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moderately thick in proportion, and the wingshells are marked with numerous irregular variegations of a lighter or greyer cast than the ground colour. Ridiculous and incredible as it may appear, it is an animal that may in some measure be tamed; at least it may be so far fa. miliarised as to be made to beat occasionally, by taking it out of its confinement, and beating on a table or board, when it will readily answer the noise, and will continue to beat as of ten as required."...Shaw.
GREAT BRITAIN Is so flourishing and far-famed an island, that we shall do well to treasure up in our minds' the following summary but accurate delineation of it.
“ GREAT BRITAIN has become the greatest commercial nation that the world ever beheld, covering all the seas with her ships, and known and respected by the most distant nations. Her trading wavy has been the support and nursery of a warlike navy, the most powerfnl and most formidable for courage and discipline that the annals of mankind have recorded. She is at present the undoubted queen of the ocean, an envied and hazardous station, which can be preserved only by an union of equity and mo. deration with vigorous exertion. It has been an advantage of the conıbination of manufactures. with foreign commerce, that wealth has been generally diffused through the country; scarcely any part of it being out of the reach of profit. able employment. The advanced demand for the necessaries of life has given additional en. couragement to agriculture, and the value of
land and its products has fully kept pace with the influx of opulence. Lands newly taken in. to culture, neat farms, elegant villas, thriving towns, and smiling villages, every where meet the traveller's eye!” The mutual communication of the different parts is promoted by turnpike roads in every direction, and by inland navigation, which has been carried on, during the last forty or fifty years, with most unexampled spirit. Canals now spread their arms over the surface of the island, connecting all the great towns and navigable rivers, and forming a system of water-communication more complete than exists in any other country in Eu. rope, with the exception of the Netherlands. The mechanical skill and invention displayed in their construction, would alone suffice to do honour to the genius of the nation.”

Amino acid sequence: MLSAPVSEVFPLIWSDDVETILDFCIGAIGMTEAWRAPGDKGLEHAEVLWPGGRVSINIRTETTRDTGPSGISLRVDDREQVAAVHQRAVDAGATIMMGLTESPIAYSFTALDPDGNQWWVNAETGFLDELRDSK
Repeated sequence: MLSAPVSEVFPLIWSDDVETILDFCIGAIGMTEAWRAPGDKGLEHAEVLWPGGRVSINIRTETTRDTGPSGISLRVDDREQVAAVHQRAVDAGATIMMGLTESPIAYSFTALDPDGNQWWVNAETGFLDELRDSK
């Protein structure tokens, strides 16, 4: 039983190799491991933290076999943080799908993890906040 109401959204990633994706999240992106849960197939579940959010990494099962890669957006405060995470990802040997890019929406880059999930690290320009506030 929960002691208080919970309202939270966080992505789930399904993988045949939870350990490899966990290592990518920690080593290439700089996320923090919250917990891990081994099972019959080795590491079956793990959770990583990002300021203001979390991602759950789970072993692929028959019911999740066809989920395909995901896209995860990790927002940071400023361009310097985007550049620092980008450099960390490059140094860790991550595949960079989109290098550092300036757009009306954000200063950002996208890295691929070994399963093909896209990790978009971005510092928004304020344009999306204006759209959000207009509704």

IRELAND, The sister kingdom, now a constituent por. tion of the united empire, is thus pleasingly described by a gentleman who has very recently visited it.
“ HEAVEN never committed to any government the care of a country upon which she has been more prodigally bountiful; for independently of the genius of the people, Ireland throughout rests upon a bed of the richest manure. Towards the sea she has sand, shells, and weed; inland she abounds with limestonegravel, limestone-marl, and other natural ma. nures ; her rivers and surrounding seas are all propitious to commerce, and are open to all quarters of the world! The Shannon, the Lif
fey, the Lee, the Luis, the Bann, the Boyne, the Blackwater, and other rivers, her creeks, her numerons, vast, and beautiful lakes abound with fish of various descriptions, and with lit. tle assistance from the hand of man, can be formed into canals, which might easily unite the centre with the extremities of the island: upon the seas which surround her, vessels from the most distant regions can approach her in. dented coasts in the most tempestuous weather with safety. Withi a circuit of seven hundred and fifty miles it has been estimated that she possesses sixty-six secure harbours! The ferti. lity of the country, with a slender exception, is uncommonly great; her climate is soft and salubrious, her bogs demonstrate her former consequence, and can be, and are, rapidly re. claiming ; an inexhaustible stratum of coal is ready to supply its turf, and her peasantry, without having much of happiness and prosperity, possess all the essential qualities by which both are deserved, and can be enjoyed and promoted."...Carr.